Rheumatic heart disease
What is rheumatic heart disease?
Rheumatic heart disease describes a group of short-term (acute) and long-term (chronic) heart disorders that can occur as a result of rheumatic fever. One common result of rheumatic fever is heart valve damage. This damage to the heart valves may lead to a valve disorder.
Rheumatic fever is an inflammatory disease that may affect many connective tissues of the body, especially those of the heart, joints, brain or skin. It usually starts out as a strep throat (streptococcal) infection. Anyone can get acute rheumatic fever, but it usually occurs in children between the ages of 5 and 15 years. About 60% of people with rheumatic fever develop some degree of subsequent heart disease.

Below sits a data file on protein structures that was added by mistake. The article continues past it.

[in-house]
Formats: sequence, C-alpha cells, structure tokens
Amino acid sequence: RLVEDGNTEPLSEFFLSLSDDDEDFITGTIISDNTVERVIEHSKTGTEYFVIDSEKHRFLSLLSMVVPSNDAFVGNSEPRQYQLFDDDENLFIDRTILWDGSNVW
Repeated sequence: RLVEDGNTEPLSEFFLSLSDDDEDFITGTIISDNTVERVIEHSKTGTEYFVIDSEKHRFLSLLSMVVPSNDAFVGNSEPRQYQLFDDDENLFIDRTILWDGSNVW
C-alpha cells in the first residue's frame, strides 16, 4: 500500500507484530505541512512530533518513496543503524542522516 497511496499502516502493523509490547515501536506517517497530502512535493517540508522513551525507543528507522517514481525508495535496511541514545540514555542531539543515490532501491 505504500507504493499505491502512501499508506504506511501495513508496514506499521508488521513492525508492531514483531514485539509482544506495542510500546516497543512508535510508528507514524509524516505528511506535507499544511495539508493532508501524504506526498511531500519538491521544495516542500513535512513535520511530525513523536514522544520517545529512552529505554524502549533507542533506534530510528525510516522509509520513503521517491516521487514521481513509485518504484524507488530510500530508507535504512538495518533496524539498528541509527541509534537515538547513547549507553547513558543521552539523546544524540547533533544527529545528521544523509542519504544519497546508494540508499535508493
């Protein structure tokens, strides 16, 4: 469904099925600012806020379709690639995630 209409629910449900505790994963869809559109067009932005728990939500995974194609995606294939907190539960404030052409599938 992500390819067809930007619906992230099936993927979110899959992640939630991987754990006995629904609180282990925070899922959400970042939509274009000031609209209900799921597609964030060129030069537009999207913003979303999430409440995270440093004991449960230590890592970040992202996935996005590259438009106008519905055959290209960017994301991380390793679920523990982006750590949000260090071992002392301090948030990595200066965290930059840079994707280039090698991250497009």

Every part of the heart, including the outer sac (the pericardium), the inner lining (the endocardium) and the valves may be damaged by inflammation caused by acute rheumatic fever. However, the most common form of rheumatic heart disease affects the heart valves, particularly the mitral valve. It may take several years after an episode of rheumatic fever for valve damage to develop or symptoms to appear.
Antibiotics can prevent streptococcal infection from developing into rheumatic fever. Any child with a persistent sore throat should have a throat culture to check for strep infection. Penicillin or another antibiotic will usually prevent strep throat from developing into rheumatic fever.
Symptoms of heart valve problems, which are often the result of rheumatic heart disease, can include: chest pain, excessive fatigue, heart palpitations (when the heart flutters or misses beats), a thumping sensation in the chest, shortness of breath, and swollen ankles, wrists or stomach.